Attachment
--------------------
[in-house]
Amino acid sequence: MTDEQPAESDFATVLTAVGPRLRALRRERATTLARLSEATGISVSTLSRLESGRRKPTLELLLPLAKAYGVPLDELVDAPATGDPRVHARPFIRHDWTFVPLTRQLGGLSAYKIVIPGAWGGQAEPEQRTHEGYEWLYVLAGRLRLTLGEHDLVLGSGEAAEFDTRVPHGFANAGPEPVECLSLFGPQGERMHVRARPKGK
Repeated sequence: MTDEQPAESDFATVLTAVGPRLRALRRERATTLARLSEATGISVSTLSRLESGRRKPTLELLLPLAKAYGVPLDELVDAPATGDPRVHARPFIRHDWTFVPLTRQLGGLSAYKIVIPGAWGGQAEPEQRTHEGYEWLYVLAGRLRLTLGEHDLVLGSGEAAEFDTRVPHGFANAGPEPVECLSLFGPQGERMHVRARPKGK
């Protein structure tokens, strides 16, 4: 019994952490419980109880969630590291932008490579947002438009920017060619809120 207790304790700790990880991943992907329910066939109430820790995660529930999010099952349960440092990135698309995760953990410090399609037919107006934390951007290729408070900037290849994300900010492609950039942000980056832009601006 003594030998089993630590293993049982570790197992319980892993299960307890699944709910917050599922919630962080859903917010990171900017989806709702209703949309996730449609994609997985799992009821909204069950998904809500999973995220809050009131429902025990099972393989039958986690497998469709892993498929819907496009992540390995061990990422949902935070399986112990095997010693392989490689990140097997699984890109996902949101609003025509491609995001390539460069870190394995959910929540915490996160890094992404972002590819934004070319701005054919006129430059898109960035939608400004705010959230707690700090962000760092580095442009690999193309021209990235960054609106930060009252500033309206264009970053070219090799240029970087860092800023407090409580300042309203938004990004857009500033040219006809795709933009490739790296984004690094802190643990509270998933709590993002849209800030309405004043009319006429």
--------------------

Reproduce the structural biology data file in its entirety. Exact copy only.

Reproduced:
[in-house]
Amino acid sequence: MTDEQPAESDFATVLTAVGPRLRALRRERATTLARLSEATGISVSTLSRLESGRRKPTLELLLPLAKAYGVPLDELVDAPATGDPRVHARPFIRHDWTFVPLTRQLGGLSAYKIVIPGAWGGQAEPEQRTHEGYEWLYVLAGRLRLTLGEHDLVLGSGEAAEFDTRVPHGFANAGPEPVECLSLFGPQGERMHVRARPKGK
Repeated sequence: MTDEQPAESDFATVLTAVGPRLRALRRERATTLARLSEATGISVSTLSRLESGRRKPTLELLLPLAKAYGVPLDELVDAPATGDPRVHARPFIRHDWTFVPLTRQLGGLSAYKIVIPGAWGGQAEPEQRTHEGYEWLYVLAGRLRLTLGEHDLVLGSGEAAEFDTRVPHGFANAGPEPVECLSLFGPQGERMHVRARPKGK
């Protein structure tokens, strides 16, 4: 019994952490419980109880969630590291932008490579947002438009920017060619809120 207790304790700790990880991943992907329910066939109430820790995660529930999010099952349960440092990135698309995760953990410090399609037919107006934390951007290729408070900037290849994300900010492609950039942000980056832009601006 003594030998089993630590293993049982570790197992319980892993299960307890699944709910917050599922919630962080859903917010990171900017989806709702209703949309996730449609994609997985799992009821909204069950998904809500999973995220809050009131429902025990099972393989039958986690497998469709892993498929819907496009992540390995061990990422949902935070399986112990095997010693392989490689990140097997699984890109996902949101609003025509491609995001390539460069870190394995959910929540915490996160890094992404972002590819934004070319701005054919006129430059898109960035939608400004705010959230707690700090962000760092580095442009690999193309021209990235960054609106930060009252500033309206264009970053070219090799240029970087860092800023407090409580300042309203938004990004857009500033040219006809795709933009490739790296984004690094802190643990509270998933709590993002849209800030309405004043009319006429």